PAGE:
Game Reviewed: Undertale
Publisher: Toby Fox, Fangamer (console versions)
Developer: Toby Fox
Reviewer: Naomi Norbez
Platform(s): PS4, PlayStation Vita, Nintendo Switch, PC (Windows, MacOS, Linux)
Category: Role-Playing Game, Adventure, Exploration, Friendship
ESRB Rating: E10+
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On September 15, 2015, Undertale was released on Steam, a game hosting site, and the impact it made was immense. This game, about a human falling into a monster civilization, caused people to fall in love with it, and critics rated it very highly. Undertale was a critical and commercial success, spawning a large fandom, adorable merchandise, and physical console releases.
Now, 3 years later, Undertale is still a very present game in the cultural sphere. With the recent release of its spiritual successor’s first chapter, and with Christmas magic still lingering in the air, what better time to cover this game?
Let’s fall into the monster-filled Underground, and find our way home.
What Parents Need to Know
This is a game about nonviolence in the face of adverse and strange circumstances. You are a human who has fallen into a mysterious land full of monsters. Undertale asks that you not fight these monsters, but strike up a friendly conversation with them. By doing so, you get to know them as not attackers, but individual beings, and see that they don’t intend to hurt you. And you have the opportunity to spare each monster, by show mercy.
On the other hand, if you choose to kill the monsters instead of sparing them, you have a lot of fight scenes ahead of you. The violence is cartoony and unrealistic, but the consequences of your actions are made frighteningly clear. The player is painted as the true monster, an evil invading the Underground and needlessly murdering people.
Each time you hurt or help someone, you see the results of your actions. And you have to live with it.
Mild language is used throughout this game (darn, etc), and a few heavier words (damn, hell) occasionally make an appearance. “Oh my God,” is said often by one character (Papyrus) in particular.
You can choose to flirt with certain people. Which is pretty strange since you are a child in this game.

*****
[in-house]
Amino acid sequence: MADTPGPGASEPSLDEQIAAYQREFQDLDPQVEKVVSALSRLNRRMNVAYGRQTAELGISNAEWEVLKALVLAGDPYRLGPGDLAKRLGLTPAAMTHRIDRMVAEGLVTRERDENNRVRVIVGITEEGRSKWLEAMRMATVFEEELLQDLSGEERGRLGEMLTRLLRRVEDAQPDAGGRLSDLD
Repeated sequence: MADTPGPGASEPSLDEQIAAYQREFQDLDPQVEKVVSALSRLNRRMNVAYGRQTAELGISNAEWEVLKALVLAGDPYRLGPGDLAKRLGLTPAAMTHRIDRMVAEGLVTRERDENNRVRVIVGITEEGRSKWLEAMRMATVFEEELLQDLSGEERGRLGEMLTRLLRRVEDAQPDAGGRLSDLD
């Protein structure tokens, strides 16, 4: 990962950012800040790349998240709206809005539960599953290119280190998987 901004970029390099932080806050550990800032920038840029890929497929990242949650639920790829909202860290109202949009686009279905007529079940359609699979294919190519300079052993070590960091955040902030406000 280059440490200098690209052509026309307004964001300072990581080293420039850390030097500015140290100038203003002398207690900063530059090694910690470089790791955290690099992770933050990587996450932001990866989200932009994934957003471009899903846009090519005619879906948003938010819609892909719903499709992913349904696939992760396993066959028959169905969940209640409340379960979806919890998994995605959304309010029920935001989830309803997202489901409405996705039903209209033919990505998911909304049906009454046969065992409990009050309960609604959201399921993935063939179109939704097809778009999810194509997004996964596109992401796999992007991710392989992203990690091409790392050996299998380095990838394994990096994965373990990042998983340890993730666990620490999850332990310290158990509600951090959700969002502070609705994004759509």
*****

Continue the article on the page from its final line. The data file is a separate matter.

Souls are the essence of someone’s being. In this game’s lore, humans have very strong souls (represented by a heart), while monsters’ souls are much weaker. Seven humans souls are needed for the monsters to be freed from the underground.
The final area of the game has stained glass windows, and appears to be a church.
There are references to alcohol and drug use in this game. While it’s nothing direct or explicit, it’s something to be aware of nonetheless.
Also, I’m sad to say that one of the best games made in recent years is very lacking in accessibility options—the only setting I could change was the default language. However, I was playing the PC version, so it’s possible that the console versions have more options—I certainly hope they do.
Empathy is the backbone of Undertale. It is a game that asks the player to be kind, and lets you befriend all the monsters you encounter in the game. This is a powerful, wonderful element, and I will discuss it further in the Reviewer’s Thoughts portion.
A Child’s Perspective:
Many have been enthralled by Undertale’s wonderful world, and your child will likely be as well. Some kids may not get it—and that’s perfectly fine. If they understand the message of empathy but just don’t enjoy the game itself, there’s nothing wrong with that.
The main villain, Flowey, is genuinely terrifying, and has scared players both old and young (including myself). One of his boss forms is rendered in a very different style from Undertale’s pixelated art, and may frighten younger children.
I remember seeing Undertale on the Steam store and thinking it was just another indie role-playing game. Then I noticed the hundreds of positive reviews, and the massive coverage by YouTube personalizes and game review publications. So I watched a playthrough, and fell in love.
I love Undertale’s heart. In many ways, Undertale (at least, the way it’s meant to be played) is my best self: a kind soul who gives mercy even to those who massively don’t deserve it. By sparing the villain in Undertale, you find the good person underneath—whereas in real life, it’s extremely hard to forgive toxic people, and there may not even be a goodness underneath that toxicity. In that sense, Undertale’s theme of compassion and mercy is congruent with Christian principals.
In addition to that, the game contains beautiful pixel art, wonderful characters, and fantastic music. And its themes of mercy only add to its brilliance.
In conclusion, Undertale is a game about kindness and friendship—if you let it be.
I’ll be here with more games to review in this New Year. I hope your Christmas was wonderful, and I wish you a fantastic 2019, my dear readers. See you soon!
Naomi Norbez has been making, playing, and critiquing games since she was a kid. In her free time she makes text adventures, draws comics, and watches birds. She hopes you find her reviews helpful and values any thoughts on them you'd like to share.